Barefoot Book Review: The Tear Thief

The Tear Thief by Carol Ann Duffy, Poet Laureate
The first thing that caught my eye about this book is that the softness of the illustrations matches perfectly the gentle rhythm of the words. It is a lullaby, the perfect bedtime story. The Tear Thief caresses you with each word and makes you feel relaxed and warm as you turn each illustrated page. I am sure it would have the same calming effect on any child that it was read to. Esther and William at only 9.5 months old listened to the whole book through though focusing on my face rather than the stunning art work in the book. This is a work of magic, poetic magic!

I can imagine this book being interpreted creatively through music and dance, that is what I would love to do if I was teaching right now. (Think it may be just a bit beyond my 9 month old twins!)

The Tear Thief is published by Barefoot Books, a company whose texts are well known for being beautiful pieces of art as well as stories in words.

Barefoot say that they

Celebrate art and story that opens the hearts and minds of children from all walks of life, inspiring them to read deeper, search further, and explore their own creative gifts.

Barefoot books focus on themes that

Encourage independence of spirit, enthusiasm for learning, and sharing of the world’s diversity.

Their books

Combine the best of the present with the best of the past to educate our children as the caretakers of tomorrow.

Carol Ann Duffy’s The Tear Thief is a beautiful book that is written for children of today and tomorrow but echoes great stories and legends of the past. It encourages children to explore their emotions and challenges their beliefs about characters we cannot see. When reading this book with your children you can talk to them about why we cry and what can make us feel better. You can ask children to draw or paint the different coloured tears mentioned in the story and think about the different emotions that the colours represent.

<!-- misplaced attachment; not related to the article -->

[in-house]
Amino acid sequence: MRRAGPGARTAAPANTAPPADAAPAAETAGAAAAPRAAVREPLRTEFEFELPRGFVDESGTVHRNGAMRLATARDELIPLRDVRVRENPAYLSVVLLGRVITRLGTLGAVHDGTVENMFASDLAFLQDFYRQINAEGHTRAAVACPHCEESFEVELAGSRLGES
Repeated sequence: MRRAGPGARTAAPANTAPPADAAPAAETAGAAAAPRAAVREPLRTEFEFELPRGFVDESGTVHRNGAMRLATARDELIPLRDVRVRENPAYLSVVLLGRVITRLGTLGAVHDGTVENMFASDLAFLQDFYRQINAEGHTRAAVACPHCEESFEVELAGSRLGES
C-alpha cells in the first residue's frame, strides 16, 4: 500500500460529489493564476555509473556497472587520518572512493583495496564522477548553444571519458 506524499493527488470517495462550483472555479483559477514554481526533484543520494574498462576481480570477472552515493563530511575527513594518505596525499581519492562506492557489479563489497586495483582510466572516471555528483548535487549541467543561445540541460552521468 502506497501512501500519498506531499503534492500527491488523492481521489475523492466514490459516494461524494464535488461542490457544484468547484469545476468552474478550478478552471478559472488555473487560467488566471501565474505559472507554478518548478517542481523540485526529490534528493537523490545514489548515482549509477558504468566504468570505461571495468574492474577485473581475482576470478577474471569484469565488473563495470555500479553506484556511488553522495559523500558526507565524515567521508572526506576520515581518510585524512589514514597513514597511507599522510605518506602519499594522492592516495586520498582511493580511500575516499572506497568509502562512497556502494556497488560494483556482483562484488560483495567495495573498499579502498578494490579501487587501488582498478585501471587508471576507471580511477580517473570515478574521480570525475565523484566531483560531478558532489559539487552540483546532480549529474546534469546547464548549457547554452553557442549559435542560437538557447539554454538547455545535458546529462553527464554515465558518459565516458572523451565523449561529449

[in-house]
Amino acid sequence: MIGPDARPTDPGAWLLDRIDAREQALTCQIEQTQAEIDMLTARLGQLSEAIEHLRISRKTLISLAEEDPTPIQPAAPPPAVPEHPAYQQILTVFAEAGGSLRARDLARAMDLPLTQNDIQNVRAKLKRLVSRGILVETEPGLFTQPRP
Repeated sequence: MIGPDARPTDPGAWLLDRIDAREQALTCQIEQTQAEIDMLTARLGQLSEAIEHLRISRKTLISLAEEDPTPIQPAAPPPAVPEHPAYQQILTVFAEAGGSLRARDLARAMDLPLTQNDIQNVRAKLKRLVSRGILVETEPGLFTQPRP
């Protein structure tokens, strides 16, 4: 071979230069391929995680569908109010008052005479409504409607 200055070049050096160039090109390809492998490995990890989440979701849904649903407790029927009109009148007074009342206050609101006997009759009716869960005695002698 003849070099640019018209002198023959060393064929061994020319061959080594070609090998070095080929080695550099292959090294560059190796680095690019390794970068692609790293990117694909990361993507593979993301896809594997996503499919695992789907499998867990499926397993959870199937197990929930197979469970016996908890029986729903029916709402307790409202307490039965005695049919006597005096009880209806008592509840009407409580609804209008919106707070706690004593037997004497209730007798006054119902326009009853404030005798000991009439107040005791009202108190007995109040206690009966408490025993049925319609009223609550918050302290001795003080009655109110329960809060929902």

This lyrical text is wonderful. It reads like a love song and yet I hear a haunting melody as I read.

The author exemplifies how to use a range of literary effects that can be explored with children at home or at school. There are wonderful examples of simile and alliteration for children to find and enjoy. The description in the text is exquisite and paints wonderful pictures in your mind. There is also opportunity in the story to discuss proverbs and familiar sayings such as ‘Don’t cry over spilt milk’ and ‘crocodile tears’.

More than a resource though this is a really good read, a stunning story for children of all ages and for adults too.

Have you been visited by The Tear Thief?

If you would like to read this book for yourself you can purchase it from the Barefoot Books website. Why not browse the site whilst you are there to see what other marvellous poems, stories and traditional tales the company has to offer. Enjoy!

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